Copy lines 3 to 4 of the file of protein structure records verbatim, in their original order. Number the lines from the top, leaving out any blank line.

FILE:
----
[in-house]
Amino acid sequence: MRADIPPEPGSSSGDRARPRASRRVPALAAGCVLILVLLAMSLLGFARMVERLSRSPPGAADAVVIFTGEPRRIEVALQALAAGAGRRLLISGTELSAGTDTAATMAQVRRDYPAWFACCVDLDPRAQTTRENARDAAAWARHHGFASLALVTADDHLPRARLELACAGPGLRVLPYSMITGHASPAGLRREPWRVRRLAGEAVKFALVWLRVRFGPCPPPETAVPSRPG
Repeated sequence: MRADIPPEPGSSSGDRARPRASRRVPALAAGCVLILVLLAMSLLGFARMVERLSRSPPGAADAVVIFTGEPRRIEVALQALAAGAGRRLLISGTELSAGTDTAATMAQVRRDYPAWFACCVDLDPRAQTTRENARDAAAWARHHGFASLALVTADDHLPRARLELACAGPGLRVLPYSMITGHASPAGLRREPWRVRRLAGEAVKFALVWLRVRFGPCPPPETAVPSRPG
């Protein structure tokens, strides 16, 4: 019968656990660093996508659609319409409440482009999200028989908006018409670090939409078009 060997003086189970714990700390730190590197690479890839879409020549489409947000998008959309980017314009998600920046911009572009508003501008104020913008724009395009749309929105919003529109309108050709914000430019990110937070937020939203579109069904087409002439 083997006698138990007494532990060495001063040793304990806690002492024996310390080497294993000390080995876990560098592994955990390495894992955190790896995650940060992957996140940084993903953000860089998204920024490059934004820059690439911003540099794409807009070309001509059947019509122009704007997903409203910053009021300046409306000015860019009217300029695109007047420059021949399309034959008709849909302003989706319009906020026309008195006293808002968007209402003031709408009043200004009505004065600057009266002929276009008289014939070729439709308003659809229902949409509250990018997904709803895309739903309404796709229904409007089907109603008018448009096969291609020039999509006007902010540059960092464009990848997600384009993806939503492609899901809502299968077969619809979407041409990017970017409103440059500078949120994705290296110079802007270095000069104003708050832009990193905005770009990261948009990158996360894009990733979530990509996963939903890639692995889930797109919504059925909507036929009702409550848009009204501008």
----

Repeated sequence: MRADIPPEPGSSSGDRARPRASRRVPALAAGCVLILVLLAMSLLGFARMVERLSRSPPGAADAVVIFTGEPRRIEVALQALAAGAGRRLLISGTELSAGTDTAATMAQVRRDYPAWFACCVDLDPRAQTTRENARDAAAWARHHGFASLALVTADDHLPRARLELACAGPGLRVLPYSMITGHASPAGLRREPWRVRRLAGEAVKFALVWLRVRFGPCPPPETAVPSRPG
């Protein structure tokens, strides 16, 4: 019968656990660093996508659609319409409440482009999200028989908006018409670090939409078009 060997003086189970714990700390730190590197690479890839879409020549489409947000998008959309980017314009998600920046911009572009508003501008104020913008724009395009749309929105919003529109309108050709914000430019990110937070937020939203579109069904087409002439 083997006698138990007494532990060495001063040793304990806690002492024996310390080497294993000390080995876990560098592994955990390495894992955190790896995650940060992957996140940084993903953000860089998204920024490059934004820059690439911003540099794409807009070309001509059947019509122009704007997903409203910053009021300046409306000015860019009217300029695109007047420059021949399309034959008709849909302003989706319009906020026309008195006293808002968007209402003031709408009043200004009505004065600057009266002929276009008289014939070729439709308003659809229902949409509250990018997904709803895309739903309404796709229904409007089907109603008018448009096969291609020039999509006007902010540059960092464009990848997600384009993806939503492609899901809502299968077969619809979407041409990017970017409103440059500078949120994705290296110079802007270095000069104003708050832009990193905005770009990261948009990158996360894009990733979530990509996963939903890639692995889930797109919504059925909507036929009702409550848009009204501008």